November 13, 1979
Queensbridge, New York, United States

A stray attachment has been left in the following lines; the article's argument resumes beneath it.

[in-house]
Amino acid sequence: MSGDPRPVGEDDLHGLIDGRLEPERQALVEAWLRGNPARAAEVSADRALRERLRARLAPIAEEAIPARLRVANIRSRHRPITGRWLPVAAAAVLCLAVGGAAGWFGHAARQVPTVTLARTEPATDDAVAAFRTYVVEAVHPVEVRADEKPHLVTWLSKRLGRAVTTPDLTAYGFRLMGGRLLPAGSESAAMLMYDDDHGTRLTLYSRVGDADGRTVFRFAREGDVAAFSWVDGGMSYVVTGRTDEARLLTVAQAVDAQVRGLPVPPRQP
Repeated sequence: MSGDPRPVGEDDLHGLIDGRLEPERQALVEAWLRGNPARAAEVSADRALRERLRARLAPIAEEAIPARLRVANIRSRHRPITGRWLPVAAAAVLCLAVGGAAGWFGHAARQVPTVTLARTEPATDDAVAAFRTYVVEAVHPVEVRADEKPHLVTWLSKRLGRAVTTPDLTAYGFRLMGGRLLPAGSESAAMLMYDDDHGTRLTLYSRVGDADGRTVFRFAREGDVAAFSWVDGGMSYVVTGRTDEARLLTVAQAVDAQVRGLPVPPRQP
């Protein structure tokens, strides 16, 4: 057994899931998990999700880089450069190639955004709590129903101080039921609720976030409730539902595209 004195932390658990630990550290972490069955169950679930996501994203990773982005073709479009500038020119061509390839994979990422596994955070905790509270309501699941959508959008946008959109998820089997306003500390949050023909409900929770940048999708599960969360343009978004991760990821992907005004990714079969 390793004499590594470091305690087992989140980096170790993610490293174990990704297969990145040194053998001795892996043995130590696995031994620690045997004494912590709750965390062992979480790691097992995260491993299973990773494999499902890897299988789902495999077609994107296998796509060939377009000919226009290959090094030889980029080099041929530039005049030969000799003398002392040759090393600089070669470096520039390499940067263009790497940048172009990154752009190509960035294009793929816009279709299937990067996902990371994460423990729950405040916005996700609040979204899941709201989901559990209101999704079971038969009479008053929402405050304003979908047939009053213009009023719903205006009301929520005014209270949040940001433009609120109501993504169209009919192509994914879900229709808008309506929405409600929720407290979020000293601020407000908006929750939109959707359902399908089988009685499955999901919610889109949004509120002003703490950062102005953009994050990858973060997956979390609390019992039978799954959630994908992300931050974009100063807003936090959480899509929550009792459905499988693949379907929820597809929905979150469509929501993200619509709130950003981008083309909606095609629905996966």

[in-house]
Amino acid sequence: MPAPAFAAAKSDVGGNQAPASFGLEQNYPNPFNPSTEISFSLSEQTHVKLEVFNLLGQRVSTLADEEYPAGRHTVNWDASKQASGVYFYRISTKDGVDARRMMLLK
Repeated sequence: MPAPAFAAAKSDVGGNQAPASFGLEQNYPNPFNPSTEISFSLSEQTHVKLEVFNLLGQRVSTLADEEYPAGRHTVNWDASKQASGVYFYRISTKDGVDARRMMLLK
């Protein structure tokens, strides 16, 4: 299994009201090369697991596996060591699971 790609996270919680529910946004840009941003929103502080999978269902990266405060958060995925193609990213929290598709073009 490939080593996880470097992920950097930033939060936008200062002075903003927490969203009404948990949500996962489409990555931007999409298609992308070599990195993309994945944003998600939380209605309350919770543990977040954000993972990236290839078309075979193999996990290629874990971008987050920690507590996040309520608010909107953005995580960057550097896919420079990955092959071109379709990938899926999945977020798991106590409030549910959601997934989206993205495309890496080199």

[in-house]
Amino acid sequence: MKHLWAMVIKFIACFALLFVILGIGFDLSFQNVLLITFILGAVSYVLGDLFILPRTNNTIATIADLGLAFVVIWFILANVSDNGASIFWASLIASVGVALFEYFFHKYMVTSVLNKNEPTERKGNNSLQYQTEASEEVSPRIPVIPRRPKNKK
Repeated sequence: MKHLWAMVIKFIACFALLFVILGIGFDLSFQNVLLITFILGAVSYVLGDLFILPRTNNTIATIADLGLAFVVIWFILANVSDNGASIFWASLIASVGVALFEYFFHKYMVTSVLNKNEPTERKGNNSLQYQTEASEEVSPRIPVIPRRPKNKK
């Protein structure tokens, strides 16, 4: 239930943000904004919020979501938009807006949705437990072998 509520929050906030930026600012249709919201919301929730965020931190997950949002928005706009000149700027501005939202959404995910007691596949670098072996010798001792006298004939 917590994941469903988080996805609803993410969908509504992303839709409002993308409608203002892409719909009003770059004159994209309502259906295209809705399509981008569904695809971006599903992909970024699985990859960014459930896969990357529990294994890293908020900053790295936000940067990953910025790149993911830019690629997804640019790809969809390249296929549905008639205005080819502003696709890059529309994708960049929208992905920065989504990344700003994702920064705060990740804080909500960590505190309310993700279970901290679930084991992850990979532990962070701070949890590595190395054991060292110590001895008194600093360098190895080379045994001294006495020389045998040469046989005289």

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Though he was one of the NBA's best defenders, professional basketball player Ron Artest quickly developed a reputation for being one of the game's most vitriolic and confrontational stars. Born on Nov. 13, 1979 in Queens, NY, Artest was raised in the projects and played basketball for La Salle Academy, a private school in Manhattan. From there, he attended St. John's University, where he played small forward from 1997-99 and helped the Red Storm reach the Elite Eight in the NCAA Division I Basketball Championship tournament. He was selected by the Chicago Bulls as the 16th overall pick in the 1999 draft, and played two and a half seasons in the Windy City, where he averaged 12.5 points per game. Halfway through the 2001-02 season, Artest was traded to the Indiana Pacers, where he had one of his best-ever seasons in 2003-04, averaging 18.3 points per game and making the All-Star Game reserve team while also being named Defensive Player of the Year.It was while playing for the Pacers that Artest was a central figure in what has been dubbed the worst brawl in NBA history. The fight started with less than a minute to play in a game Indiana was leading by double digits. Artest delivered a hard foul on Detroit Piston forward Ben Wallace as he went in for a lay up. Wallace immediately reacted by pushing Artest, leading to a scuffle between both benches. As flared tempers began to cool, fans threw beer at Artest as he was lying down on the scorer's table waiting for the melee to end. He jumped to his feet and attacked the fans in their seats, with several other Pacers joining the fracas. After being dragged back onto the court, Artest - who at this point was largely away from the action - threw a hard punch at a fan yelling at him from the sidelines. Artest was quickly escorted off the court by one of his coaches amidst loud boos and more thrown beer. As the chief instigator in the brawl, Artest was the most heavily punished. He was suspended for the remainder of the season - a total of 86 games - and lost almost $5 million in salary. Artest also faced criminal charges and was sentenced to one year of probation, community service, and anger management counseling.In the aftermath of arguably the ugliest brawl in modern day sports, Artest requested a trade from the Pacers, which left several of his teammates feeling betrayed. He eventually found himself on the Sacramento Kings, where he helped the struggling team make the playoffs, only to be suspended for two games for throwing an elbow into the head of Manu Ginóbili of the San Antonio Spurs. In 2008, Artest was traded again, this time landing on the Houston Rockets, where he found himself in trouble with the league during the playoffs against the Dallas Mavericks and later the Los Angeles Lakers. The following season, the Lakers signed Artest to a hefty deal worth over $30 million and proceeded to shine in the playoffs, where he had career games against the Phoenix Suns and Boston Celtics en route to earning his first NBA Championship ring. Despite his reputation as a brawler, Artest contributed time and money to causes like People for the Ethical Treatment of Animals and several mental health awareness charities. Meanwhile, in June 2011, it was reported that Artest had petitioned the L.A. County Superior Court to legally change his name to Metta World Peace. Two months later, it was announced that Artest would be one of the contestants on the fall 2011 season of "Dancing with the Stars" (ABC, 2005- ), joining the likes of David Arquette, Nancy Grace, Ricki Lake and Chaz Bono.